- Addition by Subtraction – You can create a better product by not adding more features. Keep complexity low.
- “The Pit of Success: in stark contrast to a summit, a peak, or a journey across a desert to find victory through many trials and surprises, we want our customers to simply fall into winning practices by using our platform and frameworks. To the extent that we make it easy to get into trouble we fail.” – Rico Mariani
Session 1: Dependency Injection – Brad Wilson
Another good session. Talks about ObjectBuilder and how it can help when assembling a system from disparate parts using lightweight containers that serve up those objects to consumers. Here is an article on the subject of Dependency injection from Martin Fowler if you’d like to read more. After the conference is over, I’ll try to post a link to any information Brad puts up. Here is the link to ObjectBuilder on CodePlex.
Session 2: Enterprise Library 3.0 – Tom Hollander
This was an interesting session, but since we don’t use the Enterprise Library, it was a bit off target for me. Now with that said, I did get one thing out of it that was well worth the time spent. Tom discussed how your can allow your test classes to see the non-public members of the class that they are testing. You apply the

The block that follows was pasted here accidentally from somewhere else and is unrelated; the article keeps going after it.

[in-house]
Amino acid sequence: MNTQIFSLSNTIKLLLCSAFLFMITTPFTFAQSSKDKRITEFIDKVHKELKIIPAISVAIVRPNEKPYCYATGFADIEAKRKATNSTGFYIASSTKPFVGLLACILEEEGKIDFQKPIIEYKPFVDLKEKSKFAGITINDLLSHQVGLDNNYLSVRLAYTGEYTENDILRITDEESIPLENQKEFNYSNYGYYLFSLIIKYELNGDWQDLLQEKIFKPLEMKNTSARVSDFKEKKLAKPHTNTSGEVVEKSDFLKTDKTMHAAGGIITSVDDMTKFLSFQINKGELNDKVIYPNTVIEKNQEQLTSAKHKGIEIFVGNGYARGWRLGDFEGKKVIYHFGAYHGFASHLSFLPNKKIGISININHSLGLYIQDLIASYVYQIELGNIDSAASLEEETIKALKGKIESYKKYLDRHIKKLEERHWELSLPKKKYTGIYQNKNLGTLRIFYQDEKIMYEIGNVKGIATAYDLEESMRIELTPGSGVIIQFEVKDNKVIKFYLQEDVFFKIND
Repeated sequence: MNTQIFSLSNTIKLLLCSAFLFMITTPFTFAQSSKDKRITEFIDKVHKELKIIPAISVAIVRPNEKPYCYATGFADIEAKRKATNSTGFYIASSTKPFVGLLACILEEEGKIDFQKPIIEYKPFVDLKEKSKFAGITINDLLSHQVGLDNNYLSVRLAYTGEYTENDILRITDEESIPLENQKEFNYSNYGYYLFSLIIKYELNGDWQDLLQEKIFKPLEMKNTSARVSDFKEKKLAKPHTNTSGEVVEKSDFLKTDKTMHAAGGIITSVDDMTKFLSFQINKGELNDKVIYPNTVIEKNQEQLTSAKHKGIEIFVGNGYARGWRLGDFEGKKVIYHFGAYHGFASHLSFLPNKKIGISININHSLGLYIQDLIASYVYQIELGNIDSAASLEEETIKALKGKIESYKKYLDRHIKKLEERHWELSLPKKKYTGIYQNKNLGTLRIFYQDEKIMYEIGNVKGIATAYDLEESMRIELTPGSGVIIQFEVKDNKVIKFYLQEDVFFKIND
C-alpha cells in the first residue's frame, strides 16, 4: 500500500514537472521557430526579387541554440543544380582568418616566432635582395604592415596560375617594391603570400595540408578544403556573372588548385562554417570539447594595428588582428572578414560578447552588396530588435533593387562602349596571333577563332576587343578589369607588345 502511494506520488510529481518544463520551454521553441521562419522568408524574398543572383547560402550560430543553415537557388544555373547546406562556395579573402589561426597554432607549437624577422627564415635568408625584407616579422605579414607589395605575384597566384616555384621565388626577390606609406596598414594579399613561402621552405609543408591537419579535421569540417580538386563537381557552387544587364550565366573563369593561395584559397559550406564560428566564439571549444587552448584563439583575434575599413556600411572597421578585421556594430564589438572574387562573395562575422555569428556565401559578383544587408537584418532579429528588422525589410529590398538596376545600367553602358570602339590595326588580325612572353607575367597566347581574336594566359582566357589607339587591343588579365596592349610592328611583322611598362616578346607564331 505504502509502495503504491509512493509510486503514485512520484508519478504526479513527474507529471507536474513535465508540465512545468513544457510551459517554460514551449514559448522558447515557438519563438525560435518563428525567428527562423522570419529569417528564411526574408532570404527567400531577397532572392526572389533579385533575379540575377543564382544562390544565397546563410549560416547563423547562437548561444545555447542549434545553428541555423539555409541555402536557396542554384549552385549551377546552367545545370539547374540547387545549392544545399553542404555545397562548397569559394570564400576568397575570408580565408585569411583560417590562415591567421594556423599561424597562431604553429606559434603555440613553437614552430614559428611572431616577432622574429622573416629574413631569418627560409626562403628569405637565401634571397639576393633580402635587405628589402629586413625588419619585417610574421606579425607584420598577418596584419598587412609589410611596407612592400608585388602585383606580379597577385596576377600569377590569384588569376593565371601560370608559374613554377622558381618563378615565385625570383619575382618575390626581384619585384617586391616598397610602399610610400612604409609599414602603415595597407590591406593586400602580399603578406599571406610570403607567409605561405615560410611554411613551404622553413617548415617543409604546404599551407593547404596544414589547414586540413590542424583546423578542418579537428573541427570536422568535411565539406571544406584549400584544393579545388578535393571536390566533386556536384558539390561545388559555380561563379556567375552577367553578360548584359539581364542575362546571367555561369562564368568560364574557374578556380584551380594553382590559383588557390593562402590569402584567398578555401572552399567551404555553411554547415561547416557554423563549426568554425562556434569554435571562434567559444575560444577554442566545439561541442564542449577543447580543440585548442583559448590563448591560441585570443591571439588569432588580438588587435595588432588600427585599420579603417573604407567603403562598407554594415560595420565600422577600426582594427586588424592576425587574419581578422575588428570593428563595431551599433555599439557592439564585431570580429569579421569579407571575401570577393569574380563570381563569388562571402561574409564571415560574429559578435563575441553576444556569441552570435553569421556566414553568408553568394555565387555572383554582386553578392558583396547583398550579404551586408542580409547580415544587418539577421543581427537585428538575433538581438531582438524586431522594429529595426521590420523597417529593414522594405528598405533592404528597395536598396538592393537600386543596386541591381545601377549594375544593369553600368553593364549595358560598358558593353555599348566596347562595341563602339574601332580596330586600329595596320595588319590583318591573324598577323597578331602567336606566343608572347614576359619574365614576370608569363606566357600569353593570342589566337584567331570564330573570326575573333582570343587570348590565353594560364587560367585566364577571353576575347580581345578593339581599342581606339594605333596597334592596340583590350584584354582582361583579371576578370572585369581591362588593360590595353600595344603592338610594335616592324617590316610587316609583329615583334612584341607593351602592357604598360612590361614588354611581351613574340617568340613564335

Session 3: Spec Explorer – Microsoft Research
This was a brown-bag session during lunch where the Research folks showed us a tool that they are building that allows you to created activity diagrams and it will generate tests based on those diagrams. I can’t do justice to the tool, so here’s the link to Spec Explorer’s page on Microsoft Research’s site.
Session 4: CSLA.NET: Lessons Learned – Rocky Lhotka
Now I have to admit that I like Rocky’s work and his down-to-earth style. He went through some of the trade-offs and decision points that he had to make during the update of the CSLA framework from v1.x to v2 and beyond. A few quotes (some not exactly quote, but close enough) that I thought were important:
“In an Enterprise, frameworks are a key to success.”
“For a successful framework, you have to be willing to restrict choices”
“For any framework, non-goals are as important as goals.”
“Formalize, abstract and simplify the lives of developers by codifying best practices and standards into a framework.”